Many sexual problems of couples are caused by the lack of knowledge and experience, sexual misconceptions and inability of couples to express their sexual interests and priorities [15]. Ellison has stated that vaginismus is primarily due to the lack of sexual knowledge and guilt about sex, both of which lead to fear of sex [16]. In general, women with vaginismus have negative views about their gender and premarital sex [17, 18].

This disorder can lead to physical pain, depression, and feelings of frustration and sexual dysfunction, which may gradually cause problems in the sexual desire of most women with this disorder [19]. These problems may also be associated with other sexual disorders such as sexual arousal disorder and dissatisfaction with sexual life [20]. In societies where premarital relationships are forbidden, vaginismus has a tremendous negative effect on the sexual life of couples and is often a serious threat to the family foundation [21]. In this regard, Binik and Meana believe that all bio-psychosocial factors should be considered in the treatment of sexual dysfunction [22].

Based on recent evidence, the bio-psychosocial model is a key element in standard sexual medicine care. The bio-psychosocial model integrates the biological, psychological, and social aspects of patients and their health into an inseparable framework [23]. Making an interaction between biological, psychological, and social factors, this model determines the cause, manifestation, and outcome of wellness and disease [24]. The bio-psychosocial approach states that all causes and consequences of sexual disorders include a combination of these factors and aims to provide a comprehensive treatment that incorporates the biological, psychological and social aspects of a sexual disorder [25].

Therefore, given the multidimensionality of vaginismus and the need to pay attention to all biological, psychological and social dimensions in its treatment, and since the bio-psychosocial model is a strong framework for the factors contributing to sexual problems whose recognition will lead to the design of multidimensional treatments, the present study aimed to investigate the bio-psychological factors associated with vaginismus.

Materials and methods

Participants, procedure

As a descriptive cross-sectional study, the present study was conducted on 180 women with vaginismus from April 2020 to November 2020 in Tehran, Iran. Multistage sampling method was used in this study. In order to select the sampling locations, first, the sexual health clinics of Tehran province were divided into four categories of north, south, east and west, and from each category, the clinics with the most clients were selected. Then, the sample size in each clinic was determined by quota method and considering the number of the clients (number of sample in northern clinic = 35, southern clinic = 65, eastern clinic = 45 and western clinic = 40) and, finally, sampling was performed in the clinics by using convenience sampling method. Then, in each clinic the samples were selected in such a way that they were the representatives of the community as much as possible and were appropriate to the research objectives. Using statistical formula (type I error 0.05 and test power 0.9) and the study of Fadul et al. [5], the sample size of the study was estimated to be 180 subjects.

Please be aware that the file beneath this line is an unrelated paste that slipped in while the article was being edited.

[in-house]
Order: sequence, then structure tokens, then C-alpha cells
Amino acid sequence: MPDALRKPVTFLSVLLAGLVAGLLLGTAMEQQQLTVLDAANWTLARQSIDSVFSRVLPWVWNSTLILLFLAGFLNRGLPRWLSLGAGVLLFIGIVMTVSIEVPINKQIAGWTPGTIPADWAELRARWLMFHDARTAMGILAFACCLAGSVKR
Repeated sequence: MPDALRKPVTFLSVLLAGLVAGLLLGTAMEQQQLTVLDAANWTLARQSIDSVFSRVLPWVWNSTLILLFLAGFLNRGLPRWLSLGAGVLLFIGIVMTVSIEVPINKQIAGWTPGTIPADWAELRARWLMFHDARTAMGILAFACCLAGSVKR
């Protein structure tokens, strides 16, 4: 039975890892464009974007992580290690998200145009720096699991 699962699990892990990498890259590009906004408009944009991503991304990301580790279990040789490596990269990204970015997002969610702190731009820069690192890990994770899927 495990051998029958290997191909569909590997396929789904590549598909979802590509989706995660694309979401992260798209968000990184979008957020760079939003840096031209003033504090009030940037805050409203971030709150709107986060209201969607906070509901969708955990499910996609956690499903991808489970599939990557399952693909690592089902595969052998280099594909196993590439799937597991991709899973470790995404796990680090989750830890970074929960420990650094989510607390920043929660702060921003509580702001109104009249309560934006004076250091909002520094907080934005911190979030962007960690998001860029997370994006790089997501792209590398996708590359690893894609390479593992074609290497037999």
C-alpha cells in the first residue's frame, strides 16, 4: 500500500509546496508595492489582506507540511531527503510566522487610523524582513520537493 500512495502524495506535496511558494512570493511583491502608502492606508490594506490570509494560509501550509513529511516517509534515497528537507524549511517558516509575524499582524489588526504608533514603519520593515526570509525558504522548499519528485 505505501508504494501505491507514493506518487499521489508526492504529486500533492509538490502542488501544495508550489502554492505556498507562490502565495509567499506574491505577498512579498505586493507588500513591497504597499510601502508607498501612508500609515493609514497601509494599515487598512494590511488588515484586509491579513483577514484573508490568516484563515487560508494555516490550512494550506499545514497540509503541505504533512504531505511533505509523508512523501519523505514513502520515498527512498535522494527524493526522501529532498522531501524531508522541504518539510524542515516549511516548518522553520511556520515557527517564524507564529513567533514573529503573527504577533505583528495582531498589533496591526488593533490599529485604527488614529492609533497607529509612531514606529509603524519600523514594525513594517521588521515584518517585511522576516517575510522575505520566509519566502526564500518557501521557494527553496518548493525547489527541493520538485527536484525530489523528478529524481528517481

Inclusion criteria consisted of the 18–45-years-old women who were Iranian, literate, single spouse, and had the experience of at least six months of sexual activity, history of pain during intercourse or inability to have intercourse because of spasm and contraction, response to the examination in the form of pain and spasm/contraction, avoidance behaviors, definitive diagnosis of primary vaginismus by a vaginismus diagnostic questionnaire and its confirmation by a specialist. Moreover, the criteria for not including the subjects in the study were having sexual dysfunction in the spouse based on the person's statements, having serious family conflicts in the last month based on the wife's statements, pregnancy, breastfeeding and menopause, chronic medical illness, experience of a stressful event in the last three months, drug addiction, mental illness, and the use of psychotropic drugs that affect sexual desire. Exclusion criteria also included not answering more than 5% of the questionnaire's questions (Except Questionnaire for Diagnosis of Vaginismus, answering to its questions is necessary for diagnosing vaginismus).

This study was approved by the ethics committee of Shahid Beheshti University of Medical Sciences. The researcher referred to the centers and after explaining the objectives of the study to the women, a written consent form was completed for them if they were willing to participate in the study and have the inclusion criteria. The participants were assured that their information will be kept confidential. Vaginismus was diagnosed in the participants based on the vaginismus diagnostic questionnaire and then by a specialist based on DSM-IV criteria. Then, the study questionnaires were completed by the participants.

Main outcome measure

Data collection tools in this study included demographic and obstetric information form, Sexual Function Questionnaire, Depression Anxiety Stress Scales (DASS), Sex Fear Questionnaire, Vaginal Penetration Cognition Questionnaire, Sexual Self-Efficacy Scale, Sexual Knowledge and Attitude Scale, Sexual Quality of Life-Female, Inventory of Sexual Satisfaction, ENRICH Marital Satisfaction Scale, Sexual Intimacy Scale and Questionnaire for Diagnosis of Vaginismus.

Female Sexual Function Index

Female sexual function index is a 19-item questionnaire for measuring women's sexual performance in six areas of sexual function including sexual desire, sexual arousal, vaginal moisture, orgasm, satisfaction, and pain during sexual activity. These subcategories have a response range of 1 to 5, and a score above 5 indicates a better sexual function. The total score of each person is equal to the sum of the individual's scores in each area, which is a maximum score of 36 [26]. Fakhri et al. confirmed the reliability of this tool by two methods of internal agreement and test retest (ICC = 0.77; α = 0.86) [27]. In the present study, to measure reliability, Cronbach's alpha coefficient of sexual function was calculated to be 0.931.